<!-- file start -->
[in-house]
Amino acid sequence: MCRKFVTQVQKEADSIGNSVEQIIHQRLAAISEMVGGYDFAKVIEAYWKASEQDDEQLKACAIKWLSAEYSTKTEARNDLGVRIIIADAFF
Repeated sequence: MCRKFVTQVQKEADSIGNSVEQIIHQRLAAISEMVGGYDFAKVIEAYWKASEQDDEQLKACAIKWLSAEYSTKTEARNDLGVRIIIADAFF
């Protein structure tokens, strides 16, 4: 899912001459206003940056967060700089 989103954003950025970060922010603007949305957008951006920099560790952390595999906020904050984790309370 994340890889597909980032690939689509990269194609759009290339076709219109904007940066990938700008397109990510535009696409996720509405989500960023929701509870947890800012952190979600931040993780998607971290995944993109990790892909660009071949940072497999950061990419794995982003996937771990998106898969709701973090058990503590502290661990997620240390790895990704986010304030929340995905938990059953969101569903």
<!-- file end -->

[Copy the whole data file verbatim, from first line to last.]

[in-house]
Amino acid sequence: MCRKFVTQVQKEADSIGNSVEQIIHQRLAAISEMVGGYDFAKVIEAYWKASEQDDEQLKACAIKWLSAEYSTKTEARNDLGVRIIIADAFF
Repeated sequence: MCRKFVTQVQKEADSIGNSVEQIIHQRLAAISEMVGGYDFAKVIEAYWKASEQDDEQLKACAIKWLSAEYSTKTEARNDLGVRIIIADAFF
């Protein structure tokens, strides 16, 4: 899912001459206003940056967060700089 989103954003950025970060922010603007949305957008951006920099560790952390595999906020904050984790309370 994340890889597909980032690939689509990269194609759009290339076709219109904007940066990938700008397109990510535009696409996720509405989500960023929701509870947890800012952190979600931040993780998607971290995944993109990790892909660009071949940072497999950061990419794995982003996937771990998106898969709701973090058990503590502290661990997620240390790895990704986010304030929340995905938990059953969101569903």